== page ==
Penn State Coach Joe Paterno said, “Losing a game is heartbreaking. Losing your sense of excellence or worth is a tragedy.” Children that have been sexually abused know what he means. That sense of excellence and worth many consider to be a birthright of childhood is tragically altered the moment a child is abused.
When criminal acts occur in the sports arena, a place parents trust their children will be safe, this breech of innocence requires game-changing reform.
In recent weeks, former Penn State assistant coach Jerry Sandusky has had child rape charges filed against him and Syracuse University has fired basketball coach Bernie Fine for similar allegations of molestation.
In both instances the abuse appears to have occurred over years. Unfortunately, these cases are familiar; however, a new element is emerging in our national discussion of child abuse: the role of the passive bystander as accomplice.
Coach Paterno’s disregard of abuse allegations and patterns of problematic behavior calls into question the roles of community leaders. Athletic departments that turn the other way, lawmakers not legislating for stricter penalties against predators or neighbors who suspect abuse but share suspicions only after a child has been killed or abused are all culpable.
In Fine’s case prominent news organizations reportedly sat on the allegations for years. As they sit on the sidelines, they clear the playing-field for abuse.
With the spotlight on sports-related crime against children, we need to take this opportunity to make significant progress in the fight against child abuse.
It starts by recognizing that everyone has a responsibility to protect our children. Childhelp asks readers to get off the bench and report, educate and fight the epidemic of child abuse that exists in all of our communities. Many people see signs of abuse but refuse to come forward fearing they might be wrong. We say “risk making a mistake for the love of a child.”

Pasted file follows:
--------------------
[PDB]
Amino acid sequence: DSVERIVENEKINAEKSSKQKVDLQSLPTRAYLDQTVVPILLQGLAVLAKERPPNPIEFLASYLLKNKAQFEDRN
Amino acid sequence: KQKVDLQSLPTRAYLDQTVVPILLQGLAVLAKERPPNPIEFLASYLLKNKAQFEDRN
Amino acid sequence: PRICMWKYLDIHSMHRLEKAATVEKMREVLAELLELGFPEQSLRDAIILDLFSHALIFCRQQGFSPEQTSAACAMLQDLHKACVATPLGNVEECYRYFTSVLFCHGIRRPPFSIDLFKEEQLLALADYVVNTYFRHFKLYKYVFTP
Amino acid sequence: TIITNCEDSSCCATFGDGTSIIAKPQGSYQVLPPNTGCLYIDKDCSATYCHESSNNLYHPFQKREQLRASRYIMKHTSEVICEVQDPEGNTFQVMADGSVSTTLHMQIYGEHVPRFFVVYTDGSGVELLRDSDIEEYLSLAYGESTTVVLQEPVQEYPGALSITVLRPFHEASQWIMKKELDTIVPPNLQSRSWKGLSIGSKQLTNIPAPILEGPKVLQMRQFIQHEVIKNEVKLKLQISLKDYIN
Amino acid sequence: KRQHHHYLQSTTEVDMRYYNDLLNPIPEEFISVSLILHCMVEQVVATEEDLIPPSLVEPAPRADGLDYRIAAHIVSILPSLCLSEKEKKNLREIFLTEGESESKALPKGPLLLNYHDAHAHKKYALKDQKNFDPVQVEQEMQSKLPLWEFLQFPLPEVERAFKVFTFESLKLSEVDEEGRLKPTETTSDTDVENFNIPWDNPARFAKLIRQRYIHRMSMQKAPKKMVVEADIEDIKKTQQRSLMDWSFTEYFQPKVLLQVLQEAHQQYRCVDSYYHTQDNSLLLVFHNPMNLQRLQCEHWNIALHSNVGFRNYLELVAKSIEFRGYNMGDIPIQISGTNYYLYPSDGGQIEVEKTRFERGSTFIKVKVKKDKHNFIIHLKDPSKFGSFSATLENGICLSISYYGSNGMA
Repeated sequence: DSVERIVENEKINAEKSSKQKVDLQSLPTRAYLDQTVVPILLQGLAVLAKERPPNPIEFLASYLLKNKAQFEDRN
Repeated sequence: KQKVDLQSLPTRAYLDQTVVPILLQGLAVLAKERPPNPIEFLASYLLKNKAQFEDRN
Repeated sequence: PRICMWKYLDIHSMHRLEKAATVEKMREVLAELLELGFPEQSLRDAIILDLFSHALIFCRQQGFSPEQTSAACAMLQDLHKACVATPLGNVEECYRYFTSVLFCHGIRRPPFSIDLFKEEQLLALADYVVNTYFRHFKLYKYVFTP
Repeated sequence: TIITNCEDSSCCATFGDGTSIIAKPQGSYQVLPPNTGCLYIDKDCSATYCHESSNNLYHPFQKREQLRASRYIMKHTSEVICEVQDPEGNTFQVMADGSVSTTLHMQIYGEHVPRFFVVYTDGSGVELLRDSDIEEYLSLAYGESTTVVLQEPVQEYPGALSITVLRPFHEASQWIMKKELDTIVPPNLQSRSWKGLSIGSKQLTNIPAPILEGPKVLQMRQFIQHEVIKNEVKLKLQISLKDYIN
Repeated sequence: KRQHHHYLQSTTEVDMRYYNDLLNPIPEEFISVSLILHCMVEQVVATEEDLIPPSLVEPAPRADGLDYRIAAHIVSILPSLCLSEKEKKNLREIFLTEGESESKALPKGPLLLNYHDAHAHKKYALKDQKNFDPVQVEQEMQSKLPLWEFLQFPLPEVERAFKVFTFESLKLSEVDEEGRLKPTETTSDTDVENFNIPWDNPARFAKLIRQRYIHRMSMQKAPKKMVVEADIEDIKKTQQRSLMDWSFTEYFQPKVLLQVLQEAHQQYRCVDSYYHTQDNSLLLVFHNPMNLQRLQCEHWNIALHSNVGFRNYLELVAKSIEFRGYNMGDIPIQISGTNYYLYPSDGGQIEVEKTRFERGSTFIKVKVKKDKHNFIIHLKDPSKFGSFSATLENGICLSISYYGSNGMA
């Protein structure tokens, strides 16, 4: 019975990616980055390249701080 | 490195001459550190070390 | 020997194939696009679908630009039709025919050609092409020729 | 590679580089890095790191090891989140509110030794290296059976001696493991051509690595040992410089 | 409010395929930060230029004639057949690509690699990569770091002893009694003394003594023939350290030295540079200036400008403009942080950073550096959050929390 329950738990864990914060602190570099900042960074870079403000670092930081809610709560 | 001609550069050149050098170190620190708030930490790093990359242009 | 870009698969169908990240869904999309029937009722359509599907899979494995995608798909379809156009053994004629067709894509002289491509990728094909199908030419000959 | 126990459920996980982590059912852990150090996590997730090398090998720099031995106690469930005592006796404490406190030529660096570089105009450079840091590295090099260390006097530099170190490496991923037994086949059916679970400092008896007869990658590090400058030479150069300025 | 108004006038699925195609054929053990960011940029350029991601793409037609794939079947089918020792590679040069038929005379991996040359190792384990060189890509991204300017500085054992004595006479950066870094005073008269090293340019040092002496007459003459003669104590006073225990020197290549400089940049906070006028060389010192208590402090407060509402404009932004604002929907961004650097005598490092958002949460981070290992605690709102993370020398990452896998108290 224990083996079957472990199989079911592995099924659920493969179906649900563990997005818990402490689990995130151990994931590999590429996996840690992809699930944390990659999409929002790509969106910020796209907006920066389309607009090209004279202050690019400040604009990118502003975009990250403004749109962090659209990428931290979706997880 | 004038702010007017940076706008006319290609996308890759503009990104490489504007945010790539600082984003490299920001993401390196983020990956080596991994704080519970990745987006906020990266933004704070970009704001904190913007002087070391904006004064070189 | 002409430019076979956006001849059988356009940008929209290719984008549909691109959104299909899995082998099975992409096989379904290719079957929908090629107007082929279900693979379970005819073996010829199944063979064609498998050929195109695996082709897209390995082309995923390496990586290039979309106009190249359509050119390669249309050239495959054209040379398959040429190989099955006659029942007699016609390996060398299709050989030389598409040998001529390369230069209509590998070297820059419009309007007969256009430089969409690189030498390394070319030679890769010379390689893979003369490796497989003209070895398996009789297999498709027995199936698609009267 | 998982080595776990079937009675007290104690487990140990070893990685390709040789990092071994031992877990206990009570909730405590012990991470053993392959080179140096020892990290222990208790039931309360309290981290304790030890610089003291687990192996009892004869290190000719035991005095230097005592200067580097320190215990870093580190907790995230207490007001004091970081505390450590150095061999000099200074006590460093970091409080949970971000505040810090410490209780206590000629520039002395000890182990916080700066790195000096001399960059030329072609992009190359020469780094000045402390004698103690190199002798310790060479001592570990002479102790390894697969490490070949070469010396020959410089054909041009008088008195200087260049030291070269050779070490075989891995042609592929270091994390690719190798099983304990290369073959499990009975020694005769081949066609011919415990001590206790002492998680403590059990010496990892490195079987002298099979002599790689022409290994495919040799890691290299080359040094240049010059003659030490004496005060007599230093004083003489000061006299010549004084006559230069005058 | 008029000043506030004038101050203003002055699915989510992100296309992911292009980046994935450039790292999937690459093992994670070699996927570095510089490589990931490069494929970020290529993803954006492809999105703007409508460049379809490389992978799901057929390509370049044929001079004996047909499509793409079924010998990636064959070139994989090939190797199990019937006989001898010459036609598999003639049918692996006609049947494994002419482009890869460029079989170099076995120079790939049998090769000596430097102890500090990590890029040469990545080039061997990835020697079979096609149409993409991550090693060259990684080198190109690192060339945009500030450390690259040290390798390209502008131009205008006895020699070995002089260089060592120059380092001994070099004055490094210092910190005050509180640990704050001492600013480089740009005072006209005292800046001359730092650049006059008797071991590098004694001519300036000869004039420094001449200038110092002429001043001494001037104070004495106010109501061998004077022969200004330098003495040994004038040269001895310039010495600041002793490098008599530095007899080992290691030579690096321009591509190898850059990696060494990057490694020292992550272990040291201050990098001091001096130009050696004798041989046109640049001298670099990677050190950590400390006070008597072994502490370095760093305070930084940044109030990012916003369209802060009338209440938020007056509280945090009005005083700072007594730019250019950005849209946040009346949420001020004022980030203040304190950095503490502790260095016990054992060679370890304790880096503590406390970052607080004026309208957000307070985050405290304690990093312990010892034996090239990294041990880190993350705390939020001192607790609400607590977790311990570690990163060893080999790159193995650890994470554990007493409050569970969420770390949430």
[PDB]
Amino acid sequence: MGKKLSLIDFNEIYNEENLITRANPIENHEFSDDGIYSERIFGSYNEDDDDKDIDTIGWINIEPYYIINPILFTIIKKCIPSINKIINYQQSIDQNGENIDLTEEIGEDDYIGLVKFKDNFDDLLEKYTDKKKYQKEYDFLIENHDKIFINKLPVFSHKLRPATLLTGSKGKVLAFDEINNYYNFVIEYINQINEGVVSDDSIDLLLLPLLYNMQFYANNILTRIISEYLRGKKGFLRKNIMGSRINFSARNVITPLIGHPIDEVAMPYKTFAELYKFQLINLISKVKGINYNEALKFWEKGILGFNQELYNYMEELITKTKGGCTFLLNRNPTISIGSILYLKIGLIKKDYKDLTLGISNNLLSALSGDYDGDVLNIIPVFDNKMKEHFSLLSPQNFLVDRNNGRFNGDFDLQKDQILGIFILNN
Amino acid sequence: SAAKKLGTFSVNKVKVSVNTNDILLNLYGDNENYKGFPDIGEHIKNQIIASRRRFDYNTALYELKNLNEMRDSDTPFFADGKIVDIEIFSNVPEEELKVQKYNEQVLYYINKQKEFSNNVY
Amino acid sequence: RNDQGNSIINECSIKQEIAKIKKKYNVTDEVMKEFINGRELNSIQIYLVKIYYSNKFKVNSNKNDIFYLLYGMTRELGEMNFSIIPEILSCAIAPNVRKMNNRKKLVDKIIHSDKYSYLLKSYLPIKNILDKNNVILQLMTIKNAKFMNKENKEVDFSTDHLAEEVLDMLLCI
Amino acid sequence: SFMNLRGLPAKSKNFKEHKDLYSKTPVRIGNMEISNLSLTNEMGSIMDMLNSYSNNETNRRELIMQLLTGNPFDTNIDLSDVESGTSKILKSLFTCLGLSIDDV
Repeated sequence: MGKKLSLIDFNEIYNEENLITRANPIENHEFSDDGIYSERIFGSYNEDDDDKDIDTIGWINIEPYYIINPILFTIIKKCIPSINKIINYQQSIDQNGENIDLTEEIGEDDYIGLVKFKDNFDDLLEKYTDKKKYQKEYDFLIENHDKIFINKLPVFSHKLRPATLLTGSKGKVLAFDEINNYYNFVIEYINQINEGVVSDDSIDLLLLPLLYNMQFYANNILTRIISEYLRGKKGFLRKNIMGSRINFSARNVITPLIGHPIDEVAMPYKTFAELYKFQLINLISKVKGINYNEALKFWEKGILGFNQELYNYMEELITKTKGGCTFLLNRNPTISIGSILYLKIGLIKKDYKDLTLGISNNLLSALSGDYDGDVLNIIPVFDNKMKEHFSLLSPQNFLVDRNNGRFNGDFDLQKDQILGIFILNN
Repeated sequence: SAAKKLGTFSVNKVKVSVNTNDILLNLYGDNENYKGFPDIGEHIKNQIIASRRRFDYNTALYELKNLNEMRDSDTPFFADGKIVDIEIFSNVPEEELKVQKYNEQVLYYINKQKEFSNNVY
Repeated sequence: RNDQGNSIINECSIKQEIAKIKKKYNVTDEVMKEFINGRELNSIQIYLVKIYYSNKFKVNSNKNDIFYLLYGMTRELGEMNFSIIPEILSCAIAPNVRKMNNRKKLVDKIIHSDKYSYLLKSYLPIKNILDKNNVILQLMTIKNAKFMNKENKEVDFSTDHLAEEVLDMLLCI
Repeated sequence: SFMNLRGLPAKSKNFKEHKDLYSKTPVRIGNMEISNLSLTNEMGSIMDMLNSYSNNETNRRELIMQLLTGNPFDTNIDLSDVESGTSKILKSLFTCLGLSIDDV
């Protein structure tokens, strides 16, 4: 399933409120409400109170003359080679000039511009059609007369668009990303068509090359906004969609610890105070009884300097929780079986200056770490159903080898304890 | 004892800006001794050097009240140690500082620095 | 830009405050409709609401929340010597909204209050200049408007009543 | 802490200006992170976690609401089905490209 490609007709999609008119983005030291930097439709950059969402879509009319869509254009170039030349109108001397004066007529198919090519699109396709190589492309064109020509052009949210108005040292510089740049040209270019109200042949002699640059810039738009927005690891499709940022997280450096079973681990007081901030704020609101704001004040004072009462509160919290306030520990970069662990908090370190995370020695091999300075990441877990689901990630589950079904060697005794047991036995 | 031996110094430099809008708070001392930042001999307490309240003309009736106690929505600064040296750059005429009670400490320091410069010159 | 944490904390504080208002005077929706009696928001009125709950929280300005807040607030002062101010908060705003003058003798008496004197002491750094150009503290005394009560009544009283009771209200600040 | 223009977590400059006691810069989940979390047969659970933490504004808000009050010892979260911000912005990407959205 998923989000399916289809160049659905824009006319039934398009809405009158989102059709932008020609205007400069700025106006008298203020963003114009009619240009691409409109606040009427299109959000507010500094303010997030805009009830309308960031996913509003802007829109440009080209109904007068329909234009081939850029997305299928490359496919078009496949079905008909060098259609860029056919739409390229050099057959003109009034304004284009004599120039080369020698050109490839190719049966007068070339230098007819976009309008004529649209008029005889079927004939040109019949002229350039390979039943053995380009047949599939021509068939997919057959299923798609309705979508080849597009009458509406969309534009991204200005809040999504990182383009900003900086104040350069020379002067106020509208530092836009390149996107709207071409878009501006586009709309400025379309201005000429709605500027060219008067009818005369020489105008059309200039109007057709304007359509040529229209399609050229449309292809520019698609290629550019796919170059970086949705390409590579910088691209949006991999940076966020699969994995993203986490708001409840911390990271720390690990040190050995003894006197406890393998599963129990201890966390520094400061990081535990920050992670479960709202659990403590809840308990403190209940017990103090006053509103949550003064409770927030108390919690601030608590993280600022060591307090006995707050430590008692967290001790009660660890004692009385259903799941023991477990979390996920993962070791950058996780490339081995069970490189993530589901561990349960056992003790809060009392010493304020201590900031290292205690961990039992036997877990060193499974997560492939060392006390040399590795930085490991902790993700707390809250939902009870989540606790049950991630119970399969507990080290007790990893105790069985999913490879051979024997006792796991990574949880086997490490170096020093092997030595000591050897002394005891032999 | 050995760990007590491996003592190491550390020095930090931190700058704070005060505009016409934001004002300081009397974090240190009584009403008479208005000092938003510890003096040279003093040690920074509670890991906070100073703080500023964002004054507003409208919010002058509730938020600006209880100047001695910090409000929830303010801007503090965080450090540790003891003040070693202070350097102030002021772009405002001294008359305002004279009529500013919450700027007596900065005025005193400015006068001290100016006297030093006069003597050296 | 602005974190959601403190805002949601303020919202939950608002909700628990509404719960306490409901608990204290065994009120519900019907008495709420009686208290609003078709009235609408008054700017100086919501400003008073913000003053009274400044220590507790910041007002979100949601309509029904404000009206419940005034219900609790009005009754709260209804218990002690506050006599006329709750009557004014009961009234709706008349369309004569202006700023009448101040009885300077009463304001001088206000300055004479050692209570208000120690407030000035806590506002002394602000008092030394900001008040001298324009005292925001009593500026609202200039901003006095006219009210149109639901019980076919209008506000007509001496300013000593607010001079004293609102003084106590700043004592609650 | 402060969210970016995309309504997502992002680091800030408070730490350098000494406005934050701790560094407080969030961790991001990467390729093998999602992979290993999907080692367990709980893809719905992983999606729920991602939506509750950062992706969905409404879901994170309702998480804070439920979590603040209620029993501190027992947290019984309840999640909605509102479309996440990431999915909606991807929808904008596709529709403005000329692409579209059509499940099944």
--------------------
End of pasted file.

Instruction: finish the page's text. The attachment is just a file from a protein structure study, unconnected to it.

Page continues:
According to a survey by Finkelhor & Dziuba-Leatherman, child sexual abuse is rarely identified. An estimated 3% of child sexual abuse cases are actually reported. When in doubt, act for the child and contact proper authorities. Dial 911, contact CPS or call the Childhelp National Child Abuse Hotline (1-800-4-A-CHILD/1-800-422-4453).
We make sure children wear proper knee pads and headgear to protect them during games but education is their best safety equipment for playing offense against child sexual abuse.
Learn what sexual abuse looks like. Physical indicators include: difficulty walking/sitting, torn/bloody undergarments, and genital pain/discharge/swelling. Behavioral indicators are: age-inappropriate sexual knowledge, delinquent activity, sleep disorders, withdrawal and self-abuse.
Even without signs, listen to children closely. Often boys and girls share subtle hints that someone in their social sphere is dangerous.
Teach children about the actions of perpetrators to ensure they are not being "groomed" for abuse. While most who work with kids are good-hearted, predators also flock to child-focal activities. Ninety percent of sexually abused children are victims of someone they know. The Childhelp “Speak Up, Be Safe!” prevention curriculum asserts that children must trust that “funny feeling” in their stomachs when something is wrong.
Educating yourself and your child about the signs of abuse will help to keep kids safe.
What has happened to the kids at Penn State and Syracuse is unimaginable and unforgivable, but we need to use the lessons of these tragedies to ensure that it won’t happen again.
Make legislating for children’s rights a key voting issue. We need passionate constituencies that support systems moving towards solutions. We need tough laws against predators, prosecutors pushing for convictions and judges applying harsh penalties, but most importantly we need the public to get off the sidelines and report, educate and fight abuse or our children will always remain vulnerable.
Sara O'Meara and Yvonne Fedderson are the founders of Childhelp a nationwide non-profit dedicated to the prevention and treatment of child abuse.